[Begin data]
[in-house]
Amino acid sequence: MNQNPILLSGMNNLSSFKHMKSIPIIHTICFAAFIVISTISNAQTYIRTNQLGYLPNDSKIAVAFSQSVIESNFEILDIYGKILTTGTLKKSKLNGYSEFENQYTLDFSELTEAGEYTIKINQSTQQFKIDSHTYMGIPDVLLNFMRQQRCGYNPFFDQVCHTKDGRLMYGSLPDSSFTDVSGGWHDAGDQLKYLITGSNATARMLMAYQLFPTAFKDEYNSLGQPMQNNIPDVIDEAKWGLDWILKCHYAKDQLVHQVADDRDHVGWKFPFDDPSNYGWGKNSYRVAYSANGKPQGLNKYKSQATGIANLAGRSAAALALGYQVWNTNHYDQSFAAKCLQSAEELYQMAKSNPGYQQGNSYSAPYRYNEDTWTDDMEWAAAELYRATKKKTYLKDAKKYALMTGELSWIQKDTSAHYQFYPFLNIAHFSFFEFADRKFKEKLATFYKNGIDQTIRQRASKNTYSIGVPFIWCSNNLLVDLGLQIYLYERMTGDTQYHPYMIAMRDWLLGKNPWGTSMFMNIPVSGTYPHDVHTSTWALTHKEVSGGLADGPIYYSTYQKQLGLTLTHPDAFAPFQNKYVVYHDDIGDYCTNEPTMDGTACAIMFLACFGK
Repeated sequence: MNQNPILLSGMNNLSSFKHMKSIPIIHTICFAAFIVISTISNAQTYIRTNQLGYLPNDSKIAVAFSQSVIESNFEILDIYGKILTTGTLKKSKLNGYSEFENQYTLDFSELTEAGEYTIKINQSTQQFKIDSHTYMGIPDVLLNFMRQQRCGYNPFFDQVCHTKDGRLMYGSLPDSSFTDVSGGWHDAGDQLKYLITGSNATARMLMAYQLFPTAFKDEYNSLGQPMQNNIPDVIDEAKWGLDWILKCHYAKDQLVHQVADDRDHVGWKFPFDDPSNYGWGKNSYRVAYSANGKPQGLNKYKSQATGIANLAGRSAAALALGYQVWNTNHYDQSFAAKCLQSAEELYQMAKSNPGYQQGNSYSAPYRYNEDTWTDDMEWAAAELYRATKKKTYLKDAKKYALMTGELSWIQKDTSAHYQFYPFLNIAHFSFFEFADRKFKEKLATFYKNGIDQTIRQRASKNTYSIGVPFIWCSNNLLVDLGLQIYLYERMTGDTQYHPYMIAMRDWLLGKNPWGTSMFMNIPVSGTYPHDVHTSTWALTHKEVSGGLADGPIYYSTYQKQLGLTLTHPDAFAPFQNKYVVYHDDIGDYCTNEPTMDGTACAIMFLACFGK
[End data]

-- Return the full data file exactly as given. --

[in-house]
Amino acid sequence: MNQNPILLSGMNNLSSFKHMKSIPIIHTICFAAFIVISTISNAQTYIRTNQLGYLPNDSKIAVAFSQSVIESNFEILDIYGKILTTGTLKKSKLNGYSEFENQYTLDFSELTEAGEYTIKINQSTQQFKIDSHTYMGIPDVLLNFMRQQRCGYNPFFDQVCHTKDGRLMYGSLPDSSFTDVSGGWHDAGDQLKYLITGSNATARMLMAYQLFPTAFKDEYNSLGQPMQNNIPDVIDEAKWGLDWILKCHYAKDQLVHQVADDRDHVGWKFPFDDPSNYGWGKNSYRVAYSANGKPQGLNKYKSQATGIANLAGRSAAALALGYQVWNTNHYDQSFAAKCLQSAEELYQMAKSNPGYQQGNSYSAPYRYNEDTWTDDMEWAAAELYRATKKKTYLKDAKKYALMTGELSWIQKDTSAHYQFYPFLNIAHFSFFEFADRKFKEKLATFYKNGIDQTIRQRASKNTYSIGVPFIWCSNNLLVDLGLQIYLYERMTGDTQYHPYMIAMRDWLLGKNPWGTSMFMNIPVSGTYPHDVHTSTWALTHKEVSGGLADGPIYYSTYQKQLGLTLTHPDAFAPFQNKYVVYHDDIGDYCTNEPTMDGTACAIMFLACFGK
Repeated sequence: MNQNPILLSGMNNLSSFKHMKSIPIIHTICFAAFIVISTISNAQTYIRTNQLGYLPNDSKIAVAFSQSVIESNFEILDIYGKILTTGTLKKSKLNGYSEFENQYTLDFSELTEAGEYTIKINQSTQQFKIDSHTYMGIPDVLLNFMRQQRCGYNPFFDQVCHTKDGRLMYGSLPDSSFTDVSGGWHDAGDQLKYLITGSNATARMLMAYQLFPTAFKDEYNSLGQPMQNNIPDVIDEAKWGLDWILKCHYAKDQLVHQVADDRDHVGWKFPFDDPSNYGWGKNSYRVAYSANGKPQGLNKYKSQATGIANLAGRSAAALALGYQVWNTNHYDQSFAAKCLQSAEELYQMAKSNPGYQQGNSYSAPYRYNEDTWTDDMEWAAAELYRATKKKTYLKDAKKYALMTGELSWIQKDTSAHYQFYPFLNIAHFSFFEFADRKFKEKLATFYKNGIDQTIRQRASKNTYSIGVPFIWCSNNLLVDLGLQIYLYERMTGDTQYHPYMIAMRDWLLGKNPWGTSMFMNIPVSGTYPHDVHTSTWALTHKEVSGGLADGPIYYSTYQKQLGLTLTHPDAFAPFQNKYVVYHDDIGDYCTNEPTMDGTACAIMFLACFGK